A Space Shooter With A Custom Controller
Code, as well as a version playable on macs, can be found here
Kitty In Space is a space shooter written in Processing designed around a custom controller I built using a MakeyMakey.
The core game sees a space cat (flying a cat-shaped ship) stranded in the midst of a huge flock of evil space birds (flying bird-shaped ships). As the cat, the player needs to stay alive long enough for the warp drive to charge up and provide an escape. The cat has a myriad of weapons at her disposal, each of which is best suited for one type of enemy (mouse rockets work best against the pelicans, targeted lasers against seagulls, and scatter shot against humming birds). The weapons all load and charge differently, and can be mixed and matched into volleys to suit the situation. The cat’s ship can prepare up to three volleys at once, each of which can be fired separately when the time is right.
A key part to the game, and unfortunately one that is difficult to share over the internet, is the controller it’s meant to be played with. Built from a cardboard box, tin foil and paper clips, and wired up with a MakeyMakey, the controller has 14 “button” panels and a grounding panel. The medium-sized rectangles move the ship left and right, while the 9 weapon select “buttons”, arranged in a 3×3 grid across the front, load weapons into one of the ship’s 3 volleys. Each volley can be fired using one of the launch “buttons” along the right-hand side of the controller (not visible in the picture above). The large rectangle is the grounding panel, that the player must always be touching in order for the MakeyMakey to take input from the other panels.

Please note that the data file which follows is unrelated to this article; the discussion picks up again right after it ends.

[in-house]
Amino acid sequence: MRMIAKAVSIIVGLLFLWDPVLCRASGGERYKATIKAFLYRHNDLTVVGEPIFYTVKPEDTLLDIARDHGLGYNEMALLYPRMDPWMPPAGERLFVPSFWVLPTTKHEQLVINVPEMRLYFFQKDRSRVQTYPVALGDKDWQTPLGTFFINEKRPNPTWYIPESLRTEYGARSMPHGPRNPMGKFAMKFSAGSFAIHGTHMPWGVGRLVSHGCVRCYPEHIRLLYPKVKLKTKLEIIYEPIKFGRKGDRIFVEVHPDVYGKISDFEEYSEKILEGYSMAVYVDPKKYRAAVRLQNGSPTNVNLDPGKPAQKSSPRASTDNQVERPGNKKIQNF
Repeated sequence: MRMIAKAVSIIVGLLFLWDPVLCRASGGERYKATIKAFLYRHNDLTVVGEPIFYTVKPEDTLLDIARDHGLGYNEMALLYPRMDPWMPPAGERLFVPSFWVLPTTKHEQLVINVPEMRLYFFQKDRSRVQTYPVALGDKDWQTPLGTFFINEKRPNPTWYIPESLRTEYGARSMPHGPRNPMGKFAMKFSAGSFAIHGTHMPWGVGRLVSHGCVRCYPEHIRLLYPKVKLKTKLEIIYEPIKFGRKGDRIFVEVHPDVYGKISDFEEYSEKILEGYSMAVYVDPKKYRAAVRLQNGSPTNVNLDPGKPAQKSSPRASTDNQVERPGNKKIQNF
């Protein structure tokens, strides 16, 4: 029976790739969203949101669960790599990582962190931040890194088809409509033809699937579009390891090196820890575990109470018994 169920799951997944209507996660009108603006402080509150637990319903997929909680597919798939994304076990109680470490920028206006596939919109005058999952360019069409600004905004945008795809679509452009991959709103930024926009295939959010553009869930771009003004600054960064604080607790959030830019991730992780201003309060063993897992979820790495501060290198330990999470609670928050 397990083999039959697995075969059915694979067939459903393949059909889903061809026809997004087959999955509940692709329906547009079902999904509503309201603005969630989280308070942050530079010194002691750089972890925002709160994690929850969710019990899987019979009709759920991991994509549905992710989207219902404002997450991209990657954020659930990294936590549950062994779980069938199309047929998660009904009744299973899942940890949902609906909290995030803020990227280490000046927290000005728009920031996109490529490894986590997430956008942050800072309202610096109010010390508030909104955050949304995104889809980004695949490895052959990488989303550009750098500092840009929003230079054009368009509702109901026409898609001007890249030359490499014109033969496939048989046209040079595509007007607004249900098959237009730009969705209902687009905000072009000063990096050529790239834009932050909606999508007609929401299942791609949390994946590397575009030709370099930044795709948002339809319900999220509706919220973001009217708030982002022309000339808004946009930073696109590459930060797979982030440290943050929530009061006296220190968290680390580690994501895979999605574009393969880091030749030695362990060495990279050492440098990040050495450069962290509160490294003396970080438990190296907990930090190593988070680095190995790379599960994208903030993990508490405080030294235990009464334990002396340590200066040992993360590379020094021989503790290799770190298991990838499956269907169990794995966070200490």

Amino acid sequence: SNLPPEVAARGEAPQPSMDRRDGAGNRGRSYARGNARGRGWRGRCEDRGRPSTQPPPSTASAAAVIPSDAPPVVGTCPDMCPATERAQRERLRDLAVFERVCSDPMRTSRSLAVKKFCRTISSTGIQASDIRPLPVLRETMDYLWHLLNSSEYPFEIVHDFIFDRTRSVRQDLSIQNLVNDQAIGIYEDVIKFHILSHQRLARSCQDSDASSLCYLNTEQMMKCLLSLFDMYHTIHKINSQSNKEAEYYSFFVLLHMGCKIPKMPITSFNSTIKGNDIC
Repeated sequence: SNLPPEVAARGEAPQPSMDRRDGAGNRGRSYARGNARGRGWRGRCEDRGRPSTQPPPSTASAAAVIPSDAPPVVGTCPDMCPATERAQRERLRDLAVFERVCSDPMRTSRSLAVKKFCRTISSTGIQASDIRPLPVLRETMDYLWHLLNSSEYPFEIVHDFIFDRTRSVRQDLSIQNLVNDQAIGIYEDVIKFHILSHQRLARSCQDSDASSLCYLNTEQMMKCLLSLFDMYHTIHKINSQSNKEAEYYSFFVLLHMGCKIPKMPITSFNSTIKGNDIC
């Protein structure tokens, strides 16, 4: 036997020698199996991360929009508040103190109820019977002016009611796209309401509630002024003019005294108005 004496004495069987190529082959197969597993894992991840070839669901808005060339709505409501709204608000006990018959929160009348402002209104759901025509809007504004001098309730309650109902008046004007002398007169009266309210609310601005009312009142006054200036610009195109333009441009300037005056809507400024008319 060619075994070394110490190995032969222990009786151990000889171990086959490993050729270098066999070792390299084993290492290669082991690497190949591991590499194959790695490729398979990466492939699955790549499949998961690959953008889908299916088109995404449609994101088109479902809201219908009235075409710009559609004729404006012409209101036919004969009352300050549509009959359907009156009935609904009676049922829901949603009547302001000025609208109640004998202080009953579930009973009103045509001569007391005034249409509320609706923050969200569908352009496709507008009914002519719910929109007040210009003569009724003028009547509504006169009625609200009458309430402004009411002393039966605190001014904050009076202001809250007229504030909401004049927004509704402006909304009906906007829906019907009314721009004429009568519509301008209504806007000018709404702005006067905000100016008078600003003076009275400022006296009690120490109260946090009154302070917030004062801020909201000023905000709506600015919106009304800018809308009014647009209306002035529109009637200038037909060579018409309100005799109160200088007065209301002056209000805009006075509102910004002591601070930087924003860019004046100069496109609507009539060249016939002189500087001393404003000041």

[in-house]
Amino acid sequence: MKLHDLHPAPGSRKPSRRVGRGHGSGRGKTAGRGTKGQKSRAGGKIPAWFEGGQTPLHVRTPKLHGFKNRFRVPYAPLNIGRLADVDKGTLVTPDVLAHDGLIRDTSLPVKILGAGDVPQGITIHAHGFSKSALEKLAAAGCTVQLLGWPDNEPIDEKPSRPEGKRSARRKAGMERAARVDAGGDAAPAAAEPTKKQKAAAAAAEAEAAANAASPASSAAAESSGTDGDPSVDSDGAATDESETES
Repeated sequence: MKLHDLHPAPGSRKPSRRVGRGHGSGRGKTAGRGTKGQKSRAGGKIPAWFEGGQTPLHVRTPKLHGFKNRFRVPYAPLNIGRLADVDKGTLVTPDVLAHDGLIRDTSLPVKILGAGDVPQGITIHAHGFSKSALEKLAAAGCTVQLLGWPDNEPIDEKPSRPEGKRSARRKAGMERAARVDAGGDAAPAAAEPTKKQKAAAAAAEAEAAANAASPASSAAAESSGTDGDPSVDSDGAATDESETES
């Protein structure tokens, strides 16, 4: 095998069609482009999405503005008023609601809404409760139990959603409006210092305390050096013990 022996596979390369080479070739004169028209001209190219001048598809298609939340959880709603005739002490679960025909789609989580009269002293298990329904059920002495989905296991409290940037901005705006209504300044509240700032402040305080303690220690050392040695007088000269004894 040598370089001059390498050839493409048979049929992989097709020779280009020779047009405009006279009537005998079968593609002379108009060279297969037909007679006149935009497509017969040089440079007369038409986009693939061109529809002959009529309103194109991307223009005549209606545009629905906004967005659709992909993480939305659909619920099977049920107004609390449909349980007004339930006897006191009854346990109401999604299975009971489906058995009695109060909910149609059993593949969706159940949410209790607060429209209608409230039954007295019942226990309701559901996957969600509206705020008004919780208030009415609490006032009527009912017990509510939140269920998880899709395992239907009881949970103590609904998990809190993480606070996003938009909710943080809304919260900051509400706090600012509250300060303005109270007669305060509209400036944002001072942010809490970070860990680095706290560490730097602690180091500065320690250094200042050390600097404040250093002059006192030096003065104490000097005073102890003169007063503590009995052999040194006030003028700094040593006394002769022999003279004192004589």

The custom controller was designed so that the player would have to control the ship using only one hand, since one has to be on the grounding panel. This way, the player always has to choose between moving, preparing future volleys, or firing weapons. It gives the game a very frantic tone, forcing players to prioritize several options based on quickly-changing situations. Each of the panels is tied to a button on the keyboard, so the game can still be played without the controller, but the experience isn’t quite the same. It also makes the “Scan In” start screen feel way less science fiction-y, which is a shame.